Sunday, June 23, 2024

Iranian court hears case of 2 clerics stabbed to death at holy shrine

A hearing has been held at a court in Iran’s northeastern city of Mashhad over the murder of two clerics in a stabbing spree in early April at the holy Shrine of Imam Reza.

The open session at Mashhad’s Islamic Revolution Court was chaired by Judge Hadi Mansour and attended by the families of the victims of the knife attack, the defendant and their lawyers on Sunday.

On April 5, an attacker stabbed to death an Iranian cleric and seriously wounded two others at the courtyard of Imam Reza’s holy shrine, the eight Shia Imam. One of the two injured clerics later succumbed to his injuries.

During the session, the prosecutor identified the attacker as Afghan national Abdollatif Moradi and said he was inspired by the Takfiri ideology and had illegally entered Iran.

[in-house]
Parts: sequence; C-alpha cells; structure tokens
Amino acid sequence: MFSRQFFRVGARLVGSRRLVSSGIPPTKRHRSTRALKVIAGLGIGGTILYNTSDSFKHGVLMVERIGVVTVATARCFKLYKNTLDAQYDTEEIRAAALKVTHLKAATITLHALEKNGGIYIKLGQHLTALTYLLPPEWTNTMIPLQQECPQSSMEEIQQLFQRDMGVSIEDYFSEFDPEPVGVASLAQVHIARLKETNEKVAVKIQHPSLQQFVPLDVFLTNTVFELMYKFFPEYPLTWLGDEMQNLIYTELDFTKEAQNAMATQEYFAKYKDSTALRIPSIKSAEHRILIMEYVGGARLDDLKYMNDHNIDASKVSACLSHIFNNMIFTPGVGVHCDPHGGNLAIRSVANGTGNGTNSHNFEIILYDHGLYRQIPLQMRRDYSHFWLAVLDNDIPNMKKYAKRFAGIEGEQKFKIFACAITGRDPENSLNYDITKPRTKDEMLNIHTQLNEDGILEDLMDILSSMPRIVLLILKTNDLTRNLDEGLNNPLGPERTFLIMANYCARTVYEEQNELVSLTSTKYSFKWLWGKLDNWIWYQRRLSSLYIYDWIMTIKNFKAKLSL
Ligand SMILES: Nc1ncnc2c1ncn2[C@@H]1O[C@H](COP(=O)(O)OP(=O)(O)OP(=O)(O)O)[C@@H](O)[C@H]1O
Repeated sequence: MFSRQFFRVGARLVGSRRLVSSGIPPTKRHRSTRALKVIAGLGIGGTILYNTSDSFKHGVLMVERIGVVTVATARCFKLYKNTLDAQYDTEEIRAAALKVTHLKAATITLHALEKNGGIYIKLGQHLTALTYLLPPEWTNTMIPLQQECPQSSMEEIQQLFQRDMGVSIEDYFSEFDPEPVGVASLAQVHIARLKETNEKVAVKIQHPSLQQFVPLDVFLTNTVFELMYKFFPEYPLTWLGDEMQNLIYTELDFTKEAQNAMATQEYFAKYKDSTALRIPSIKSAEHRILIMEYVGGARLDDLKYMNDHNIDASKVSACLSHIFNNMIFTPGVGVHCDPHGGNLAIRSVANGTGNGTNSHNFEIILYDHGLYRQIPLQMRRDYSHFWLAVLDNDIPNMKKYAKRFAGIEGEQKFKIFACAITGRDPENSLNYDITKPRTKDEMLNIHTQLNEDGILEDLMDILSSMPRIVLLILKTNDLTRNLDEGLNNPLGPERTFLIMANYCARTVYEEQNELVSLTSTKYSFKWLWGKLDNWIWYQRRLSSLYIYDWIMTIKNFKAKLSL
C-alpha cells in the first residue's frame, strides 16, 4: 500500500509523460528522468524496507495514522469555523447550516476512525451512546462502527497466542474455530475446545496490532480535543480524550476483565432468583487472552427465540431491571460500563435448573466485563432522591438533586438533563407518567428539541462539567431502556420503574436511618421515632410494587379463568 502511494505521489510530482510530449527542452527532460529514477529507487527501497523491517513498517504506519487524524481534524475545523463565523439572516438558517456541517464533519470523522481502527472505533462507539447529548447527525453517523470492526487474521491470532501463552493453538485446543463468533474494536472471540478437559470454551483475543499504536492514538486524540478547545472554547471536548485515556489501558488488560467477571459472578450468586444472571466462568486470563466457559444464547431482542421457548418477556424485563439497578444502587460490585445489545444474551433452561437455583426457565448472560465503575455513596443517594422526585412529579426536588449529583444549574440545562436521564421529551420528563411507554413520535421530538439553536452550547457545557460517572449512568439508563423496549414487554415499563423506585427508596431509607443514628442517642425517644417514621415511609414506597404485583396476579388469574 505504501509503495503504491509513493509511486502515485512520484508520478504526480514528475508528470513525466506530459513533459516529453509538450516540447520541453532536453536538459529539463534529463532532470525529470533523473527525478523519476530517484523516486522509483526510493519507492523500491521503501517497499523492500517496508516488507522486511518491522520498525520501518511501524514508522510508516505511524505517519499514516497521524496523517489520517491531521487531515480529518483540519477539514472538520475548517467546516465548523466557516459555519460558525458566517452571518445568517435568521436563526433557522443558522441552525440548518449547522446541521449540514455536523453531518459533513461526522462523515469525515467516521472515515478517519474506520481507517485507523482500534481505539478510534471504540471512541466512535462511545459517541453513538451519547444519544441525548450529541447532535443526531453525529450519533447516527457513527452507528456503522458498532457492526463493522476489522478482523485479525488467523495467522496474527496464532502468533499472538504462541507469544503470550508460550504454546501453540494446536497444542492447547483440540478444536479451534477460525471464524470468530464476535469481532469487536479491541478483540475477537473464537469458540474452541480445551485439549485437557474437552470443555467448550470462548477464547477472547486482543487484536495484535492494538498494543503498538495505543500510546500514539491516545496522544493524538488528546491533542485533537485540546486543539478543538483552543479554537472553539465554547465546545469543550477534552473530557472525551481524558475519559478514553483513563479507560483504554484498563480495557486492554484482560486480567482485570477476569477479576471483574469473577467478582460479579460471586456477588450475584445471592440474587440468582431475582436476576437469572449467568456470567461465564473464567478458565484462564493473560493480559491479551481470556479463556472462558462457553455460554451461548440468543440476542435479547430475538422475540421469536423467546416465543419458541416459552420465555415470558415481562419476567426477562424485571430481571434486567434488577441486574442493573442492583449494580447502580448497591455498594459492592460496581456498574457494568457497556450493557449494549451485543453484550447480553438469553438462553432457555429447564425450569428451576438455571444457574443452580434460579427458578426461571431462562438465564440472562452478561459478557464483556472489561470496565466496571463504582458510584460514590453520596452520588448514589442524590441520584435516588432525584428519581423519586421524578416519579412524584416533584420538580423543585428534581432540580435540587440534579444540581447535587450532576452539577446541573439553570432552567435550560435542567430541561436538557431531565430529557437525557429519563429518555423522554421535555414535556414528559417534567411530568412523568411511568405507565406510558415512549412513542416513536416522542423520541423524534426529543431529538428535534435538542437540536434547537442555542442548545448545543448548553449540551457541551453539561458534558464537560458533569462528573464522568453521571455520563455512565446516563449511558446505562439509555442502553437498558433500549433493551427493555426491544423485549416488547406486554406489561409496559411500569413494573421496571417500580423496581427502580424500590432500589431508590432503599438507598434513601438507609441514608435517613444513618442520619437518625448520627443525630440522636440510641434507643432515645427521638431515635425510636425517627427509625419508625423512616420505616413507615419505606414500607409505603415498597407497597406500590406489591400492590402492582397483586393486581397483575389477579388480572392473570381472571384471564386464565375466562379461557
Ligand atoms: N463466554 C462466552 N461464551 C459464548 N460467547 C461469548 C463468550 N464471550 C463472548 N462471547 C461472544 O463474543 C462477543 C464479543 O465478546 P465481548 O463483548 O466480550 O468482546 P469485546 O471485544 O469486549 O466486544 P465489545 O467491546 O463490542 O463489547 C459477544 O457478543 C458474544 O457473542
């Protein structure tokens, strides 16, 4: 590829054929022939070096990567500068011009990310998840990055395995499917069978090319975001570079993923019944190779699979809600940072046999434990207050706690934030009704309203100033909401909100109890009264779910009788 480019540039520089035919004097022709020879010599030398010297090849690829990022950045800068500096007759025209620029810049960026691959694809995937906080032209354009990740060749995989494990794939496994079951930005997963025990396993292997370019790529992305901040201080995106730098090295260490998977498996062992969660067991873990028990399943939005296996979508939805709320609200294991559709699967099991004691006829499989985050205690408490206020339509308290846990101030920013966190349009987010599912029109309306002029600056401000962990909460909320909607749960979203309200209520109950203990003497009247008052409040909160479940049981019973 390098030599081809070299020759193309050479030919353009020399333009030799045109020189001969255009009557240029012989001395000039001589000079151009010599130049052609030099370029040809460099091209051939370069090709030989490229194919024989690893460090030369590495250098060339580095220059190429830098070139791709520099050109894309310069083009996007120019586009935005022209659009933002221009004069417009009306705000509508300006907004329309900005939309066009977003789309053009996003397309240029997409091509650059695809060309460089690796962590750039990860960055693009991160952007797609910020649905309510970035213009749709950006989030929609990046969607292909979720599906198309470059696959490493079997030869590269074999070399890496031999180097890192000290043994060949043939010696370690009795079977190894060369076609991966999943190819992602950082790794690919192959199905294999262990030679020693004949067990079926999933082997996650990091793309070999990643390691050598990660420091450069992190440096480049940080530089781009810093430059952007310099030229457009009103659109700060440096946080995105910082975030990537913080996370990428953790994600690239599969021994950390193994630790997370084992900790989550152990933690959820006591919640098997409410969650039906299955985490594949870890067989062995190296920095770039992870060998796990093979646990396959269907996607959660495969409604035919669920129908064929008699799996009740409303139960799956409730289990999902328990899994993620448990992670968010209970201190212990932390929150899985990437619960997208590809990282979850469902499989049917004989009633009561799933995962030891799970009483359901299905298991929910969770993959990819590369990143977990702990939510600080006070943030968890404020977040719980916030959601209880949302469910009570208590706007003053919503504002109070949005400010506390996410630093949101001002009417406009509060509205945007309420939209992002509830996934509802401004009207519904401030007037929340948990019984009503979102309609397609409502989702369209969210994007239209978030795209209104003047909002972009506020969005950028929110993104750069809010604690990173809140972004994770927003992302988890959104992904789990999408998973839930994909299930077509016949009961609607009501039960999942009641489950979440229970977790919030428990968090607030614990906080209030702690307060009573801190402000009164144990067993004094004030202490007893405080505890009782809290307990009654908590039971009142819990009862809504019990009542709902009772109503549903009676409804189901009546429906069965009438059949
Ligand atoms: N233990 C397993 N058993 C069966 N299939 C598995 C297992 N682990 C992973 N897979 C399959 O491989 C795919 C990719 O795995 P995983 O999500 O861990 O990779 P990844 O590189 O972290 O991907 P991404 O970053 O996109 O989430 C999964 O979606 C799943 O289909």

The prosecutor said the defendant faces charges of Hirabah, an Arabic term that means ‘unlawful warfare,’ by using a knife, murder and terror.

The relatives of the martyrs and lawyers of the two sides took the podium at the hearing to present the court with their complaints and arguments.

Witnesses also told the session of their observations at the crime scene.

The defendant was finally summoned to the podium by the judge. He confessed to his terrorist crimes. He said, however, that he did not hold any grudge against the Iranian people, who treated him nicely.

The defendant said he had undergone Takfiri training “in one of the neighboring countries.”

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